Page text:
Monday, August 31, 2020

Play Music on the Porch Day

Saturday was International Play Music on the Porch Day. An acquaintance of mine, Brian Mallman, started this wonderful movement.  Play Music on the Porch Day has become an annual international day of music where musicians perform outdoors on a porch, front yard, sidewalk, or balcony. They play music for everyone to enjoy. To see other performances just Google the hashtag #playmusicontheporchday.  

I sang a great, uplifting song written by my ukulele teacher, Cali Rose. The song is called BRAND NEW DAY.

Click here to listen.

I hope we can all have a BRAND NEW DAY very soon!

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Sunday, August 16, 2020

Where Were You When Elvis Died?

"Young Elvis," painting by Sharon Furrate

Tuesday, August 16, 1977, 43 years ago. I'd just started a new job at Twentieth Century Fox Studios the month before. I was sitting in my cubicle in the old Administration Building, across from Stage 9 ("M*A*S*H" Stage). I was working in the International Accounting Department as a secretary. One of the managers came out of his office and told us the news about Elvis' death. Jerry couldn't believe what he'd heard. The secretary next to me, Jeanne, started crying. The news traveled quickly through the building. Everyone was turning on radios to hear the details.

While I realized Elvis' importance to the history of rock and roll (I wasn't one of his super-fans). By the time I was REALLY interested in popular music, it was all Beach Boys, Beatles and Rolling Stones for me. Elvis was considered passe'.  

In the mid-70's some of my girlfriends were traveling to Las Vegas regularly to catch his shows. I was invited, but decided that this was not a hip thing for me to do. I, of course, only wanted to be the hippest of the cool. I regret that I never saw Elvis perform live. Even toward the end of his career, he was still a very powerful presence on stage. Sigh.

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Thursday, August 13, 2020

Beverly Hills History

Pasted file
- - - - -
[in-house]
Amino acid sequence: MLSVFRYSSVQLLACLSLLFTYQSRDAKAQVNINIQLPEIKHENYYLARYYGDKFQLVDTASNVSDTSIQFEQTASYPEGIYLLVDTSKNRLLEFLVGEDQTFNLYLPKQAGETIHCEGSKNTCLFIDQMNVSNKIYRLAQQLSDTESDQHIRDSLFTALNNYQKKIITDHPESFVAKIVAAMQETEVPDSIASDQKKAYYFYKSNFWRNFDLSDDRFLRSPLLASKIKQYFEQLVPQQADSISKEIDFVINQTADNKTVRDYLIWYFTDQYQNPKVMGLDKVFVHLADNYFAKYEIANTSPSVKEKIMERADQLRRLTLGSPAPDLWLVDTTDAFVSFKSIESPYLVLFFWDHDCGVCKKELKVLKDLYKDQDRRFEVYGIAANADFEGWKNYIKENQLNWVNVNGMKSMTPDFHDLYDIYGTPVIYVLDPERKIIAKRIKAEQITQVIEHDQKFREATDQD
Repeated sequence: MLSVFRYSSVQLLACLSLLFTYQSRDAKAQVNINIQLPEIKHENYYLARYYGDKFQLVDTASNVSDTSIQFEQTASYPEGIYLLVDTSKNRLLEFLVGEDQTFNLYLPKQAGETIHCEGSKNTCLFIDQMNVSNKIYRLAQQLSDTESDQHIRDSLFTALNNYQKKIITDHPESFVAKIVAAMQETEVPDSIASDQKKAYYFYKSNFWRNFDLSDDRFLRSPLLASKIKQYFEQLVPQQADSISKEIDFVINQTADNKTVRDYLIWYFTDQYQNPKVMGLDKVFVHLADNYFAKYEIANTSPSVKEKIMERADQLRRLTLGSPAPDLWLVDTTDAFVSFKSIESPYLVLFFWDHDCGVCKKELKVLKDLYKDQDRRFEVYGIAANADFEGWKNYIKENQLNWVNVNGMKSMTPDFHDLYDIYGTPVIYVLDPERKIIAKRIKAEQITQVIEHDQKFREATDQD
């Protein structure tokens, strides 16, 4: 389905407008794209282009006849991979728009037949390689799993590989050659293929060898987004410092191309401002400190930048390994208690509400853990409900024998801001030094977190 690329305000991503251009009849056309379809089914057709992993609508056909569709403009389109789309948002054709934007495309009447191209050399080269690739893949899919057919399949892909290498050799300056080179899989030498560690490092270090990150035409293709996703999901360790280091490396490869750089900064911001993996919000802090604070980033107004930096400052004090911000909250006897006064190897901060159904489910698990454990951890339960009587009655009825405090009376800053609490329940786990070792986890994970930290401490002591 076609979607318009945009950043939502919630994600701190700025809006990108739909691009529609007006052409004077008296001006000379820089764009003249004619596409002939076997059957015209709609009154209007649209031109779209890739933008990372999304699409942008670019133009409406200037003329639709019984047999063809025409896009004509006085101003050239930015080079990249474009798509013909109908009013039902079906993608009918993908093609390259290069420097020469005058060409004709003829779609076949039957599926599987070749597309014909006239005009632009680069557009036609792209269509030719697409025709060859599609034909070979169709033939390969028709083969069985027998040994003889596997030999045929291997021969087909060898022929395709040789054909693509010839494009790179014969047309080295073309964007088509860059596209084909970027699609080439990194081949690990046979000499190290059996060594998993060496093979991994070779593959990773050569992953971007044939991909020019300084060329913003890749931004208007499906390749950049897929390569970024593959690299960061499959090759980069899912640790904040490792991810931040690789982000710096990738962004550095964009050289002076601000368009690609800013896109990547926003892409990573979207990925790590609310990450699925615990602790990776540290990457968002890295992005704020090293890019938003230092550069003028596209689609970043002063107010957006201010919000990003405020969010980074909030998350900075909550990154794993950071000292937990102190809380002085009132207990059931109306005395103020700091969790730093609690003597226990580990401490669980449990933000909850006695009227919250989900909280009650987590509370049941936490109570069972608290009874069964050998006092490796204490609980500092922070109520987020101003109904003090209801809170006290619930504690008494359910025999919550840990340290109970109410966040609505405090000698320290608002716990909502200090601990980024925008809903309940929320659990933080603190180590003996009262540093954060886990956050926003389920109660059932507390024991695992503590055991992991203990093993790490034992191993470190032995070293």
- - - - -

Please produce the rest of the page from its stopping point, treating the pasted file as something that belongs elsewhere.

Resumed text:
The caption for the photo above that appeared in the L.A. Herald Examiner in 1960 reads, "Commemorating the work of eight film pioneers who led the fight against Beverly Hills' annexation by Los Angeles in 1922, a 30-foot marble monument was dedicated at Beverly Dr. and Olympic Blvd. on March 9, 1960. A spiraling bronze replica of a strip of motion picture film is topped by a 14-karat gold star. Among filmland personalities taking part in the fete are, left to right, Conrad NagelCorinne GriffithMary Pickford and Harold Lloyd."
I was at this dedication. Sooky Goldman, photographer and reporter for the Beverly Hills Courier, recruited our Brownie Troop from Beverly Vista Elementary School to participate in the dedication ceremony for the statue. There was a photo of our troop, saluting in front of the statue in the BH Courier. My copy of the photo is long gone, but I still remember the day.
Beverly Vista Brown Troop, 1960 - L-R: Jeri, Denise, Allison, Erica, Jody, Ellen, Nancy, Leslie, Sharon, Eva, Ria, Mandy, Dana, Sandy, Karin, Gayle - Back row: Troop Leaders, Mrs. Milner, Mrs. Martin

 Our neighbor, Sooky Goldman, later became active in the preservation of Franklin Canyon Park

The statue is still on Olympic Blvd. at Beverly Drive, right near Von's Market. It's in the middle of this traffic triangle. I must go over there again and photograph the statue! I feel proud to have participated in this small piece of Beverly Hills history.

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Tuesday, August 04, 2020

Eating Out, Inside

Argh! This pandemic is driving me stir-crazy. Yes, I'm lucky to live in Southern California where the weather is almost always nice. During the Covid-19 crisis, if we're not inside our homes, we cannot gather with any amount of people in a public inside space. No crowded clubs, theaters or RESTAURANTS. I want to eat INSIDE a restaurant....a coffee shop interior being my preferred favorite!
Denny's Coffee Shop Interior, 1970
Like many people, I've always been attracted to mid-20th century coffee shop design, especially the interiors. They have large windows so you can see the warm and inviting atmosphere inside. This type of architecture was designed to lure people sitting in traffic to visit. Coffee shops of the late1940's to the 1970's usually exhibited "theme" architecture known as "Googie," after the premier coffee shop space-age design. You can read about the origins of this type of architecture here.
I came across some coffee shop interiors on Facebook, highlighted in the group, "Photos from Mid-Century Modern and Historical Los Angeles in the '60s, '70s, and '80s." I was immediately captivated by the bright and cheerful interiors. The early coffee shops remind of Tomorrow Land at Disneyland!
International House of Pancakes, 1970
The architecture firm of Armet and Davis desgined many of these space-age style coffee shops in Los Angeles, including Denny's and Pann's, featured here. 
Pann's Coffee Shop, 2010 and 2020
I'm not sure who was responsible for the IHOP (International House of Pancakes) A-Frame design, but I love it!  Johnnie's Broiler in Downey, now a Bob's Big Boy was originally designed by Paul B. Clayton.
Bob's Big Boy, Downey, 2010 and 2020
One day we'll be able to gather together at a google-style coffee shop. I'm so looking forward to that time. Sigh.

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